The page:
Music-News.com is proud to host the exclusive world premiere of 'Spotify Your Life' by PSA.



More than any other digital phenomenon, streaming has disseminated popular music from its roots. When a song can be accessed anywhere, why bother visiting a local record store or club? Streaming music exists in a cloud, and clouds dissipate. If modern pop often seems vague and unmoored, it's entirely fair to blame Spotify for that.

The musicians behind Pre-Sexual Activities are from a real place — New York City — and their output squarely places them within their local musical culture. PSA producers Andrea Monorchio and Nikolaus Schuhbeck have plenty to say.

Making sure they've got their funk in place, PSA create songs that are motivated and pointed. On "Spotify Your Life," the musicians lock into an irresistible groove graced by a soulful vocal, decorated with gorgeously stacked harmonies. Simultaneously, the song calls attention to the way streaming services have transformed our relationship to the music we love, and asks whether the convenience and immediacy of new technologies can compensate for what's been taken away.

Andrea Monorchio is behind the camera for this crisply shot clip for "Spotify Your Life." His video is every bit as trenchant and unsparing as the song. A suitor surprises his girlfriend with an album, a cassette, and a CD. Each one represents a different time in history — '70s cool, '80s slick, and '90s endearing. Each time, he creates a genuine physical connection to the music he's bearing. Finally, the modern man arrives with nothing but a phone, absorbed in its screen. "Love Was Better Before," reads the superimposed message, and we think you'll know exactly what PSA means by that.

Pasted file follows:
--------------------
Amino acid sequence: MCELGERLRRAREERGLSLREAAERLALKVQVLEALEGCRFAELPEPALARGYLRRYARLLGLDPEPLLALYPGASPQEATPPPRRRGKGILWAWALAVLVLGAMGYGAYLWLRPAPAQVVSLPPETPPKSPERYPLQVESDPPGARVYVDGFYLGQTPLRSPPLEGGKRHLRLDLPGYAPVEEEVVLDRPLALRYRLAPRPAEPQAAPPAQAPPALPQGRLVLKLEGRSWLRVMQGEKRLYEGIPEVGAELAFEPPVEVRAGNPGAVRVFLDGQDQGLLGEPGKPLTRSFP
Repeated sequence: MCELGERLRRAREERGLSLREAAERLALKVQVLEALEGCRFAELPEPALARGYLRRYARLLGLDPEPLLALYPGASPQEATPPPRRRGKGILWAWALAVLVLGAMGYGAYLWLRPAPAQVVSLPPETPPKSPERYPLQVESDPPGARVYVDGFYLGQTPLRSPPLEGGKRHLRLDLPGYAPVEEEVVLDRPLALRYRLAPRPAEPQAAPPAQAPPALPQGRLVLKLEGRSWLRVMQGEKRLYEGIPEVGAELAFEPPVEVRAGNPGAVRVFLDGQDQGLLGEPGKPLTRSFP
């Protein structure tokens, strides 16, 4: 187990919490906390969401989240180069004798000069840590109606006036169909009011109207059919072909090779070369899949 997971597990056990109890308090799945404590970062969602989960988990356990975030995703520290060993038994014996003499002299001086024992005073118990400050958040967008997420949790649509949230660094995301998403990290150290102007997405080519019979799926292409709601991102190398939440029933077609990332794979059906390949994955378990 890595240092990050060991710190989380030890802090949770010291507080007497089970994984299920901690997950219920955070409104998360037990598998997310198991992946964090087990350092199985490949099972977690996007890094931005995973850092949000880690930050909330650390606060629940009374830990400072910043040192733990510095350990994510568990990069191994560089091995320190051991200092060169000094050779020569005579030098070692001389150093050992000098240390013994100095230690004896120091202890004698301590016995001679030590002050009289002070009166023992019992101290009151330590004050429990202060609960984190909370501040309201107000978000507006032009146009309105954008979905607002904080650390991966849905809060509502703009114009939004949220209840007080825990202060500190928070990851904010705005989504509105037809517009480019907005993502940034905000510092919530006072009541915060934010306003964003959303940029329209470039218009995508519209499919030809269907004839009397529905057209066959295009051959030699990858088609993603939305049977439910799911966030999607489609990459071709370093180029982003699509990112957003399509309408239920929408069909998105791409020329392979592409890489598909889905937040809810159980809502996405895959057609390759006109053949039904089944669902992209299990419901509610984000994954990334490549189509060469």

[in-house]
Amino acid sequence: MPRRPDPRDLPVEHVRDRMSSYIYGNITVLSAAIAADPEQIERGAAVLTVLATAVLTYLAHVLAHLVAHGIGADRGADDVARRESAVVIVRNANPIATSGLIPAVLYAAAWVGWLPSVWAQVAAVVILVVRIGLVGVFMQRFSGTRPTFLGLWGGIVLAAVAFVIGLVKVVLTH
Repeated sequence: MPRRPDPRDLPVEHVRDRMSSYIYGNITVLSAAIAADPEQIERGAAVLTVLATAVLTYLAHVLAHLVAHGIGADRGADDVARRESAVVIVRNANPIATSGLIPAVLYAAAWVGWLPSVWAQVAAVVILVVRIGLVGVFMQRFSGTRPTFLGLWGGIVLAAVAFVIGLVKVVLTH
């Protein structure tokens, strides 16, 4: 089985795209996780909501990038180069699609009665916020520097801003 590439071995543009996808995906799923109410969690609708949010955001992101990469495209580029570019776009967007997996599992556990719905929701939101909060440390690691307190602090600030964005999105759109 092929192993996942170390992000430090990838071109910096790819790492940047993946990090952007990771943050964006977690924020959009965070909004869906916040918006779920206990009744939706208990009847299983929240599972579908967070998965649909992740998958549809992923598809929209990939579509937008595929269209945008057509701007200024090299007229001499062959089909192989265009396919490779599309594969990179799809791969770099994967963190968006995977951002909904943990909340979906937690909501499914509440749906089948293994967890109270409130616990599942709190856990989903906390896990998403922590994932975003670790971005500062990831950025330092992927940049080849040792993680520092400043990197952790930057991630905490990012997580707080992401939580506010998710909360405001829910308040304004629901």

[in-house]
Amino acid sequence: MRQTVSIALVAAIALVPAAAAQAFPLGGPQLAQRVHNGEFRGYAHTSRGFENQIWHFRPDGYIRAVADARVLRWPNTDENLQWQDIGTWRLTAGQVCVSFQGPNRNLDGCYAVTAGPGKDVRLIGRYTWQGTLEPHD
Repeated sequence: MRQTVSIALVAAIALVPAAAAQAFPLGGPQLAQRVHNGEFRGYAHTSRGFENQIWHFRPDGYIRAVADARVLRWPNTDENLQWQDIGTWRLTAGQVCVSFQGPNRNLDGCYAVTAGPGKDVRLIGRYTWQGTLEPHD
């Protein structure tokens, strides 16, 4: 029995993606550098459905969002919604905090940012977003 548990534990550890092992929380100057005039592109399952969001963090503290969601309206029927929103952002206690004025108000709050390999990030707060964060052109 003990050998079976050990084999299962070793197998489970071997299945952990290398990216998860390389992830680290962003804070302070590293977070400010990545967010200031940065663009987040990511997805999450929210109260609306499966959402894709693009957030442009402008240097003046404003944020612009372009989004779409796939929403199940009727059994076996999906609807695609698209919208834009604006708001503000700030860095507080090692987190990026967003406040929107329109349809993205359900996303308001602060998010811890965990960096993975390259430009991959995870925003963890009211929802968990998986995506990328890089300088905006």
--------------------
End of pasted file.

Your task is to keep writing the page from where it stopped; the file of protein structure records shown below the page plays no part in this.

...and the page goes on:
The clip then cuts to a true landmark of New York musical culture: Second Hand Records, the famed vinyl shop on Myrtle Street, and precisely the sort of brick and mortar business that's jeopardized by streaming services. The blindfolded members of PSA perform on the floor of the record store, while a DJ spins their disc on pleasantly ancient equipment. Once the song ends, the Store owner slaps an "Out Of Business" sign on his window, leaving no question about what's at stake and what music lovers ought to be fighting to preserve.

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